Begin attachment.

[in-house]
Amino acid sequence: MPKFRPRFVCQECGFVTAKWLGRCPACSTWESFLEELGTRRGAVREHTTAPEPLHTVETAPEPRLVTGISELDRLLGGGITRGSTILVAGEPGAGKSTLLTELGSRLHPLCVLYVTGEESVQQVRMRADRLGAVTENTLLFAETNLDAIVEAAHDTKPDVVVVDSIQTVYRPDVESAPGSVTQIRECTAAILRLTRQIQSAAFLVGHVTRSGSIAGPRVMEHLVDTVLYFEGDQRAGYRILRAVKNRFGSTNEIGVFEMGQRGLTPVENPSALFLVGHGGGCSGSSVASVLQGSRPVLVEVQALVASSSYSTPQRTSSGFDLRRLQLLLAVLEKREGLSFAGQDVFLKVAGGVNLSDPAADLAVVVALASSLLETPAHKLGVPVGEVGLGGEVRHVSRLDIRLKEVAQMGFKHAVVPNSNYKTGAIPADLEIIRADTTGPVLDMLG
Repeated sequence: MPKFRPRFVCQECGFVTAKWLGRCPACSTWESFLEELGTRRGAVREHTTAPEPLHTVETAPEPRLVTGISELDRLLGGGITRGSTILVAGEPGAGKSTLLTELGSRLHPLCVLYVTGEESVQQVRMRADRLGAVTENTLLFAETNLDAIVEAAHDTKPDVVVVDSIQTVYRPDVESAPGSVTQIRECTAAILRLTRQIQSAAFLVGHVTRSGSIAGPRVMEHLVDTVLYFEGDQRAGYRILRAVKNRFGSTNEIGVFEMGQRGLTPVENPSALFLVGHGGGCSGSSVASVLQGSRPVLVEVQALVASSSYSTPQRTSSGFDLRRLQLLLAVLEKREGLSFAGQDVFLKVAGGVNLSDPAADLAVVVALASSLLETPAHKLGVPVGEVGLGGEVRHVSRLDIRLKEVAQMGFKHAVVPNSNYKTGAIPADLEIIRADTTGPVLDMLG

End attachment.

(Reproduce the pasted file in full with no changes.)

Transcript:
[in-house]
Amino acid sequence: MPKFRPRFVCQECGFVTAKWLGRCPACSTWESFLEELGTRRGAVREHTTAPEPLHTVETAPEPRLVTGISELDRLLGGGITRGSTILVAGEPGAGKSTLLTELGSRLHPLCVLYVTGEESVQQVRMRADRLGAVTENTLLFAETNLDAIVEAAHDTKPDVVVVDSIQTVYRPDVESAPGSVTQIRECTAAILRLTRQIQSAAFLVGHVTRSGSIAGPRVMEHLVDTVLYFEGDQRAGYRILRAVKNRFGSTNEIGVFEMGQRGLTPVENPSALFLVGHGGGCSGSSVASVLQGSRPVLVEVQALVASSSYSTPQRTSSGFDLRRLQLLLAVLEKREGLSFAGQDVFLKVAGGVNLSDPAADLAVVVALASSLLETPAHKLGVPVGEVGLGGEVRHVSRLDIRLKEVAQMGFKHAVVPNSNYKTGAIPADLEIIRADTTGPVLDMLG
Repeated sequence: MPKFRPRFVCQECGFVTAKWLGRCPACSTWESFLEELGTRRGAVREHTTAPEPLHTVETAPEPRLVTGISELDRLLGGGITRGSTILVAGEPGAGKSTLLTELGSRLHPLCVLYVTGEESVQQVRMRADRLGAVTENTLLFAETNLDAIVEAAHDTKPDVVVVDSIQTVYRPDVESAPGSVTQIRECTAAILRLTRQIQSAAFLVGHVTRSGSIAGPRVMEHLVDTVLYFEGDQRAGYRILRAVKNRFGSTNEIGVFEMGQRGLTPVENPSALFLVGHGGGCSGSSVASVLQGSRPVLVEVQALVASSSYSTPQRTSSGFDLRRLQLLLAVLEKREGLSFAGQDVFLKVAGGVNLSDPAADLAVVVALASSLLETPAHKLGVPVGEVGLGGEVRHVSRLDIRLKEVAQMGFKHAVVPNSNYKTGAIPADLEIIRADTTGPVLDMLG